Look at this time crystal on shopgoodwill. A pristine Antec SX1030 case (or chieftech dragon or one of the other clones), painted metallic green with a window installed. Every commercial or DIY gaming PC in the first few years of the 2000s was in one of these. It even has a case badge from an unreliable (but I repeat myself) Chaintech nforce2 motherboard installed, and a visible QC stamp from 2000.

It’s probably pristine because it exists permanently in 2001 and we’re just perceiving it in the present. If you built a sleeper in it, when you were done installing the OS there would be a cracked copy of Halo already installed. Wherever the buyer puts it, a half empty bottle of Bawls will phase into existence somewhere in a 6ft radius.

Posted on by pappp | Leave a comment

SC’23 Notes

The entryway to the SC23 conference at the Colorado Convention Center

I got talked into going to SC again this year, as I have almost every year since 2009.
It’s not really my area of focus, but it’s always interesting.

UK's booth at SC'23, featuring the KES PBP demo.

UK’s presence featured a mixture of IT/CCS types and researchers, the research end of the booth was mostly focused on ongoing Parallel Bit Pattern Computing work, featuring a new demo/visualization thing that I built much of the hardware and some of the software for in the 3 weeks before we left for the conference (the rest came from Hank modelling some printable parts, pulling the compute engine from an older demo he wrote, and building some adapter code). It was more exhausting than the conference itself, but a really fun prototyping/micomanufacturing flex. Fancy 3D printed parts, 2020 extrusion, some laser cut bits, piles of addressable LEDs, a bit of embedded electronics. There is also a partially-functional prototype backplane to link 4 EBAZ425 FPGA boards through an Aggregate Function Network as a PBP substrate that …I designed. There’s a lot of not-my-job work I did on display; I should probably start throwing more of a fit about that.

Some notes about the stuff we were showing and interesting(?) industry observations below.

Continue reading
Posted in Computers, School | Leave a comment

A Staggeringly Clever Input Conditioning Circuit

Input conditioning is one of those things that snares novice designers, causes late-process changes that overrun expectations on cost and board area, and traditionally isn’t terribly well taught to EE/CPE students.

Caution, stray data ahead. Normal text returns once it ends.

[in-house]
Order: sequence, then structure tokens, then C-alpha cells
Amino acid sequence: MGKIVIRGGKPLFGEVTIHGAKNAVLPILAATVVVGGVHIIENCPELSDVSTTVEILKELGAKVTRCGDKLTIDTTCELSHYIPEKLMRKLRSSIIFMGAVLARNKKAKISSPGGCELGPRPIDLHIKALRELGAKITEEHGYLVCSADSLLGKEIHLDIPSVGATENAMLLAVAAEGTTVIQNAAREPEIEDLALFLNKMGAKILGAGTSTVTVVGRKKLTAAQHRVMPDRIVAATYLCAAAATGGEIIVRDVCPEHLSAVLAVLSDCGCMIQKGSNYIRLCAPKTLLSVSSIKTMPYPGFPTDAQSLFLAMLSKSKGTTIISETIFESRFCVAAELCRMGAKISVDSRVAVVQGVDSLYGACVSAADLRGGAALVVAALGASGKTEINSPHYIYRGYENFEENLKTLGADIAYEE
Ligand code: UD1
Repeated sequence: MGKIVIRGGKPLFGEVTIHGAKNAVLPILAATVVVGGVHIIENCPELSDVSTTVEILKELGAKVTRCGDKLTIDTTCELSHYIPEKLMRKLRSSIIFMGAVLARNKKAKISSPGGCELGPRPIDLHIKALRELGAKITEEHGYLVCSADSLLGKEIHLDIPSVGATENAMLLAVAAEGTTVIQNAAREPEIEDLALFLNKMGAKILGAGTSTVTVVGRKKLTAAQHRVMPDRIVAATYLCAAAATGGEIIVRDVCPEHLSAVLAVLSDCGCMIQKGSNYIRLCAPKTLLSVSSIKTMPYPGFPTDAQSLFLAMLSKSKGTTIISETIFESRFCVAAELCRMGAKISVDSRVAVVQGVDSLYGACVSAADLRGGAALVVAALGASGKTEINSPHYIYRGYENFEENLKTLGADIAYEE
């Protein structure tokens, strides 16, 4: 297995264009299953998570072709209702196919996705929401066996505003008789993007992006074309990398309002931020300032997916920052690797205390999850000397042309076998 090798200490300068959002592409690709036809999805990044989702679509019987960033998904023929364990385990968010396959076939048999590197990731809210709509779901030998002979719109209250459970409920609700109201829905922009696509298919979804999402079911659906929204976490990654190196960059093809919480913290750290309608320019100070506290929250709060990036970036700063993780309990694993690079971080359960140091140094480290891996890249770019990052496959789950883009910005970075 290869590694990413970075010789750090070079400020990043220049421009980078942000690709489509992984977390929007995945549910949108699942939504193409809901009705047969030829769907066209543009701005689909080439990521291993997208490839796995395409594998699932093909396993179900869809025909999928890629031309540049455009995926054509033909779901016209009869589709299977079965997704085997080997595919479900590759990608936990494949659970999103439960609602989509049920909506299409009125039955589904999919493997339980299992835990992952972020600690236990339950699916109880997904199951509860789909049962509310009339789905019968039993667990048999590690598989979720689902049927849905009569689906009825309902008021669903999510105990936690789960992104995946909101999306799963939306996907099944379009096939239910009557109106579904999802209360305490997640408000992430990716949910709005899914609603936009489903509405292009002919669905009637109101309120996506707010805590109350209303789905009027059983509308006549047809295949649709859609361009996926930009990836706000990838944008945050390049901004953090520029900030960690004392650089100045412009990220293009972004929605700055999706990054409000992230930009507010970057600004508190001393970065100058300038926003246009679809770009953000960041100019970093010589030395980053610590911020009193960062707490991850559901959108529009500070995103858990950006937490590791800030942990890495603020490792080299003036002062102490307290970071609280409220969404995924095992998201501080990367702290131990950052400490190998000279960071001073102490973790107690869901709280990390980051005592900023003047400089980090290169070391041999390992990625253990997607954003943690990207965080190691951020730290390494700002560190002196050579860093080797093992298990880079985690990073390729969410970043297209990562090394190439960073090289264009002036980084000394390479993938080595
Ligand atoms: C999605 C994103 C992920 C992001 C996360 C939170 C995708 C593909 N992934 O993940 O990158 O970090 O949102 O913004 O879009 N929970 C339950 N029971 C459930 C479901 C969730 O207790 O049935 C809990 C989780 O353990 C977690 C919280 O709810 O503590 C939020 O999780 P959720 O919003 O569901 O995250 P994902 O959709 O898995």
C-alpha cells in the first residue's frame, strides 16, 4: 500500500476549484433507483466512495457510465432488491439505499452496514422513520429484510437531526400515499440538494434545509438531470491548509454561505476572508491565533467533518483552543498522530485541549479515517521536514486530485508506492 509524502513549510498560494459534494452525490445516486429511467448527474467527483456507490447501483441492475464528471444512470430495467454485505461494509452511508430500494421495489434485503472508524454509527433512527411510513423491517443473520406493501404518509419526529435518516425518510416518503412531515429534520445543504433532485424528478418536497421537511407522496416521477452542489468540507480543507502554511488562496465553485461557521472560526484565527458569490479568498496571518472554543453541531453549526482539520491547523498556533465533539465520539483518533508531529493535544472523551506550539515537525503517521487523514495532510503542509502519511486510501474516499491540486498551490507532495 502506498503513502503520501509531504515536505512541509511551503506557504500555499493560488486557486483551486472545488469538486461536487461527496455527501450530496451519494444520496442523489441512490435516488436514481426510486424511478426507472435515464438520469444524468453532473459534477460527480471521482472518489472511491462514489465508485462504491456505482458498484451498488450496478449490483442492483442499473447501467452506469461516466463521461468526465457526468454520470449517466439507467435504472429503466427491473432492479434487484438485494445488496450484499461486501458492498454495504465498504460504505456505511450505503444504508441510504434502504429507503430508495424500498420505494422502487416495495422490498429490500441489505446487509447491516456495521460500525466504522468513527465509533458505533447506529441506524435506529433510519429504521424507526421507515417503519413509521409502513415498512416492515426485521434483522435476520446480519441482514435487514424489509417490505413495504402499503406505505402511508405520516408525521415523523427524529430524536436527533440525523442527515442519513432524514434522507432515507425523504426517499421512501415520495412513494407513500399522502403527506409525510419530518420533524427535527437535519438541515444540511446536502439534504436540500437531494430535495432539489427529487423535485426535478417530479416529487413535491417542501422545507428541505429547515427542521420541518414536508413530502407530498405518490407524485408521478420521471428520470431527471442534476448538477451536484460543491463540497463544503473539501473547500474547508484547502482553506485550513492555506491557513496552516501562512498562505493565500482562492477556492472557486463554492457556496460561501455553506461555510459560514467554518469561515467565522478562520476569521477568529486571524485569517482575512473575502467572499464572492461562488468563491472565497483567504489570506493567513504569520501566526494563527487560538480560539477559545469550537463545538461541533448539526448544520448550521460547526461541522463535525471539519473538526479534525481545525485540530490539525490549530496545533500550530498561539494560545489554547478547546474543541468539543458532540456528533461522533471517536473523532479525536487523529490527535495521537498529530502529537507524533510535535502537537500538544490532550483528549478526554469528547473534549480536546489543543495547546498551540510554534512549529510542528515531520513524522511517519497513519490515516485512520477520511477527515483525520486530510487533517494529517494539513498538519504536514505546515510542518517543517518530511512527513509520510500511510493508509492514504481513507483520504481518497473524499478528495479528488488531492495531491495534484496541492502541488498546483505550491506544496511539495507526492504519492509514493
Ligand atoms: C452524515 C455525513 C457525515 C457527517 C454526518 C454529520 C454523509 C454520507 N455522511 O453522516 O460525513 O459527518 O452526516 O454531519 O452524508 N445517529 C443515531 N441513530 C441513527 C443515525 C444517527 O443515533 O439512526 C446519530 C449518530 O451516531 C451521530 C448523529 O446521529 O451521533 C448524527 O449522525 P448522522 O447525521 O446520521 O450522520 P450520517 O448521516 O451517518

It’s on my mind because next week is the point in the semester where I drag UK’s current crop of EE/CPE sophomores through a lab exercise I designed about 5 years ago to drive home gate delays, static hazards, switch bounce, etc.

While I was thinking about it, an upperclassman who regularly digs up neat stuff sent me the cleverest input conditioning circuit I’ve ever encountered.

The circuit comes from the late, great Don Lancaster of TV Typewriter fame, who in addition to his published designs, wrote and self-published a number of instructional/reference books. He had a well-deserved reputation for clever, cheap, robust circuit designs, and this particular trick is the highest wizardry.

Here’s the whole circuit diagram from the text:

The design comes from his CMOS Cookbook (PDF, link to his own hosted copy of the 2nd ED), on p.317 amid a discussion of Flip-Flops and Clocks. It is presented as “An Alternate-Action Push Button” which is entirely correct but really undersells how clever it is, and has apparently been in there since the 1st edition in 1977.

Here’s a link to it pre-built in the CircuitJS simulator so you can manipulate it and see it work. I had to play with it for a few minutes before I really understood the genius.

The fundamental trick is that it’s a master-slave Flip-Flop where the capacitor is the master storage element, and the pair of feedback-coupled inverters is the slave. The cap tanks the next state based on the output of the first inverter when the switch is open, and induces it on the inverters on switch close. This means, in addition to latching/toggling, it de-bounces, because the capacitor sets the time constant for hysteresis. It conditions, because the load sees the output of the second inverter. No race conditions or potential oscillations, because the cap can’t charge/discharge while the switch is held. No charge is moving inside the mechanism at steady state, so it’s not leaking power. It’s brilliant.

It is only suitable for relatively slow human-scale edges, so probably not a good method for encoders or the like. You can manipulate the time constant for the de-bounce by changing the value of the capacitor, but only down to a few 10s of nF (depending on what kind of inverter you use) before it gets marginal because it doesn’t have the charge to reliably throw the input of the first inverter.